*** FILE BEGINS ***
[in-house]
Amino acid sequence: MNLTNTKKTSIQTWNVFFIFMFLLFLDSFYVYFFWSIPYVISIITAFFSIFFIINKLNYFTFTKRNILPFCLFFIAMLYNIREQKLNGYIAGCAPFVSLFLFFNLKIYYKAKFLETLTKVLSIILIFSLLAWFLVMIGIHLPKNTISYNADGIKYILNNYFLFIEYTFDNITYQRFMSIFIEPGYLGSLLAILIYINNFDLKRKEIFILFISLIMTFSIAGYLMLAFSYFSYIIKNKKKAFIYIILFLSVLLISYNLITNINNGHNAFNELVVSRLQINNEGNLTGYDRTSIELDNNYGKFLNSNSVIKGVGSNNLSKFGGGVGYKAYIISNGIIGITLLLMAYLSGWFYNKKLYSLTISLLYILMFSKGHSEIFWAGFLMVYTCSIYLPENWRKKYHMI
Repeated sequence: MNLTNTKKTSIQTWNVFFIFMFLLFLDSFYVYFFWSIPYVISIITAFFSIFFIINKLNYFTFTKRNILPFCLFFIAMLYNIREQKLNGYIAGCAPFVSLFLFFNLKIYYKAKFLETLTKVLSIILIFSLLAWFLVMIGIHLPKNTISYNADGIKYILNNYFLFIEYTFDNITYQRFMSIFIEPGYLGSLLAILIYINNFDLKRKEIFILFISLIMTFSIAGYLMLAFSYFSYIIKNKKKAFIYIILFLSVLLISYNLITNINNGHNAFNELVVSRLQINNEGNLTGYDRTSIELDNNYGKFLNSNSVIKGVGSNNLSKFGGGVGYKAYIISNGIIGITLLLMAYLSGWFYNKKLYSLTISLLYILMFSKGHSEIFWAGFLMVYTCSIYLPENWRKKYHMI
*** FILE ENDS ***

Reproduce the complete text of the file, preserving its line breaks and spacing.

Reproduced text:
[in-house]
Amino acid sequence: MNLTNTKKTSIQTWNVFFIFMFLLFLDSFYVYFFWSIPYVISIITAFFSIFFIINKLNYFTFTKRNILPFCLFFIAMLYNIREQKLNGYIAGCAPFVSLFLFFNLKIYYKAKFLETLTKVLSIILIFSLLAWFLVMIGIHLPKNTISYNADGIKYILNNYFLFIEYTFDNITYQRFMSIFIEPGYLGSLLAILIYINNFDLKRKEIFILFISLIMTFSIAGYLMLAFSYFSYIIKNKKKAFIYIILFLSVLLISYNLITNINNGHNAFNELVVSRLQINNEGNLTGYDRTSIELDNNYGKFLNSNSVIKGVGSNNLSKFGGGVGYKAYIISNGIIGITLLLMAYLSGWFYNKKLYSLTISLLYILMFSKGHSEIFWAGFLMVYTCSIYLPENWRKKYHMI
Repeated sequence: MNLTNTKKTSIQTWNVFFIFMFLLFLDSFYVYFFWSIPYVISIITAFFSIFFIINKLNYFTFTKRNILPFCLFFIAMLYNIREQKLNGYIAGCAPFVSLFLFFNLKIYYKAKFLETLTKVLSIILIFSLLAWFLVMIGIHLPKNTISYNADGIKYILNNYFLFIEYTFDNITYQRFMSIFIEPGYLGSLLAILIYINNFDLKRKEIFILFISLIMTFSIAGYLMLAFSYFSYIIKNKKKAFIYIILFLSVLLISYNLITNINNGHNAFNELVVSRLQINNEGNLTGYDRTSIELDNNYGKFLNSNSVIKGVGSNNLSKFGGGVGYKAYIISNGIIGITLLLMAYLSGWFYNKKLYSLTISLLYILMFSKGHSEIFWAGFLMVYTCSIYLPENWRKKYHMI